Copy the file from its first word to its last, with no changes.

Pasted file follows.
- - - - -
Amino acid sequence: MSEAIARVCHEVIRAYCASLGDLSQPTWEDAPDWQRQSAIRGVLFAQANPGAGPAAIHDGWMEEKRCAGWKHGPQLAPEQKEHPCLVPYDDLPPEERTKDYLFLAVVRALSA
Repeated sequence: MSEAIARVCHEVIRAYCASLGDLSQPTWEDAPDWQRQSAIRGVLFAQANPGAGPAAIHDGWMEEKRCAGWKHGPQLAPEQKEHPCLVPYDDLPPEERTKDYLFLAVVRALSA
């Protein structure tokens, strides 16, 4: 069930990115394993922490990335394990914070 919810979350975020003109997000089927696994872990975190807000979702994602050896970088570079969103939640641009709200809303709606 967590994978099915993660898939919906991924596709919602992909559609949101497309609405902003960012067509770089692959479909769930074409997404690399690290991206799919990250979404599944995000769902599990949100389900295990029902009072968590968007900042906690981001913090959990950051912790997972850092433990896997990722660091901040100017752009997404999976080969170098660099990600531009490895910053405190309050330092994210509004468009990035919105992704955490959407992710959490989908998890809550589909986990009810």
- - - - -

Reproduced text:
Amino acid sequence: MSEAIARVCHEVIRAYCASLGDLSQPTWEDAPDWQRQSAIRGVLFAQANPGAGPAAIHDGWMEEKRCAGWKHGPQLAPEQKEHPCLVPYDDLPPEERTKDYLFLAVVRALSA
Repeated sequence: MSEAIARVCHEVIRAYCASLGDLSQPTWEDAPDWQRQSAIRGVLFAQANPGAGPAAIHDGWMEEKRCAGWKHGPQLAPEQKEHPCLVPYDDLPPEERTKDYLFLAVVRALSA
């Protein structure tokens, strides 16, 4: 069930990115394993922490990335394990914070 919810979350975020003109997000089927696994872990975190807000979702994602050896970088570079969103939640641009709200809303709606 967590994978099915993660898939919906991924596709919602992909559609949101497309609405902003960012067509770089692959479909769930074409997404690399690290991206799919990250979404599944995000769902599990949100389900295990029902009072968590968007900042906690981001913090959990950051912790997972850092433990896997990722660091901040100017752009997404999976080969170098660099990600531009490895910053405190309050330092994210509004468009990035919105992704955490959407992710959490989908998890809550589909986990009810």